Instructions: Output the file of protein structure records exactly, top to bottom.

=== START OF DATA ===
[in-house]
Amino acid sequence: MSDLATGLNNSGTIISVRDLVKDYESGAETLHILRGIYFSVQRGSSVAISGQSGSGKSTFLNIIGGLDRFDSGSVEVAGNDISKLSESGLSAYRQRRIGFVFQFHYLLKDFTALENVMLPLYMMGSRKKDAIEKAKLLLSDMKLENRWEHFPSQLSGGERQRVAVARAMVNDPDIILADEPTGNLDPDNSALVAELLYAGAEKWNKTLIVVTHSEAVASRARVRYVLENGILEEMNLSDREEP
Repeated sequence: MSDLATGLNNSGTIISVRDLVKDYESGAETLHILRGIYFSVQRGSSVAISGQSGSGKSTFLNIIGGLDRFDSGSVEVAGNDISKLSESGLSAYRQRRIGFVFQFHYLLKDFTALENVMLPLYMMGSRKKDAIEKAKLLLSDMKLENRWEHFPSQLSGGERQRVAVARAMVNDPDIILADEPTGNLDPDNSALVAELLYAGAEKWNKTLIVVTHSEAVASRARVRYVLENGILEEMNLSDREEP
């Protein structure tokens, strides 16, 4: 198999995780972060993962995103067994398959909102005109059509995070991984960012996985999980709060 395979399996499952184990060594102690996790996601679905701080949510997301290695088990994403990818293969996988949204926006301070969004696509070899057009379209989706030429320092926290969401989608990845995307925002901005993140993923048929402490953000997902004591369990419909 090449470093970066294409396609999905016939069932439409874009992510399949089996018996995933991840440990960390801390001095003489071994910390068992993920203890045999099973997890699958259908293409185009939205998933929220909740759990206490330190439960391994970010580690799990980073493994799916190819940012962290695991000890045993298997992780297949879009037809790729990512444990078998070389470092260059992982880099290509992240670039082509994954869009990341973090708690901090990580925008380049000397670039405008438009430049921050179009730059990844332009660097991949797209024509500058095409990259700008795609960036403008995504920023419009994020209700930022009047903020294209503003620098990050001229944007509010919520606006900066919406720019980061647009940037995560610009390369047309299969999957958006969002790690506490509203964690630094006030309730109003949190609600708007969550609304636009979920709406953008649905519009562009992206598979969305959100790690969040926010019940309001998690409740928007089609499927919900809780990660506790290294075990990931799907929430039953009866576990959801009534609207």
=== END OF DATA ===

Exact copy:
[in-house]
Amino acid sequence: MSDLATGLNNSGTIISVRDLVKDYESGAETLHILRGIYFSVQRGSSVAISGQSGSGKSTFLNIIGGLDRFDSGSVEVAGNDISKLSESGLSAYRQRRIGFVFQFHYLLKDFTALENVMLPLYMMGSRKKDAIEKAKLLLSDMKLENRWEHFPSQLSGGERQRVAVARAMVNDPDIILADEPTGNLDPDNSALVAELLYAGAEKWNKTLIVVTHSEAVASRARVRYVLENGILEEMNLSDREEP
Repeated sequence: MSDLATGLNNSGTIISVRDLVKDYESGAETLHILRGIYFSVQRGSSVAISGQSGSGKSTFLNIIGGLDRFDSGSVEVAGNDISKLSESGLSAYRQRRIGFVFQFHYLLKDFTALENVMLPLYMMGSRKKDAIEKAKLLLSDMKLENRWEHFPSQLSGGERQRVAVARAMVNDPDIILADEPTGNLDPDNSALVAELLYAGAEKWNKTLIVVTHSEAVASRARVRYVLENGILEEMNLSDREEP
């Protein structure tokens, strides 16, 4: 198999995780972060993962995103067994398959909102005109059509995070991984960012996985999980709060 395979399996499952184990060594102690996790996601679905701080949510997301290695088990994403990818293969996988949204926006301070969004696509070899057009379209989706030429320092926290969401989608990845995307925002901005993140993923048929402490953000997902004591369990419909 090449470093970066294409396609999905016939069932439409874009992510399949089996018996995933991840440990960390801390001095003489071994910390068992993920203890045999099973997890699958259908293409185009939205998933929220909740759990206490330190439960391994970010580690799990980073493994799916190819940012962290695991000890045993298997992780297949879009037809790729990512444990078998070389470092260059992982880099290509992240670039082509994954869009990341973090708690901090990580925008380049000397670039405008438009430049921050179009730059990844332009660097991949797209024509500058095409990259700008795609960036403008995504920023419009994020209700930022009047903020294209503003620098990050001229944007509010919520606006900066919406720019980061647009940037995560610009390369047309299969999957958006969002790690506490509203964690630094006030309730109003949190609600708007969550609304636009979920709406953008649905519009562009992206598979969305959100790690969040926010019940309001998690409740928007089609499927919900809780990660506790290294075990990931799907929430039953009866576990959801009534609207």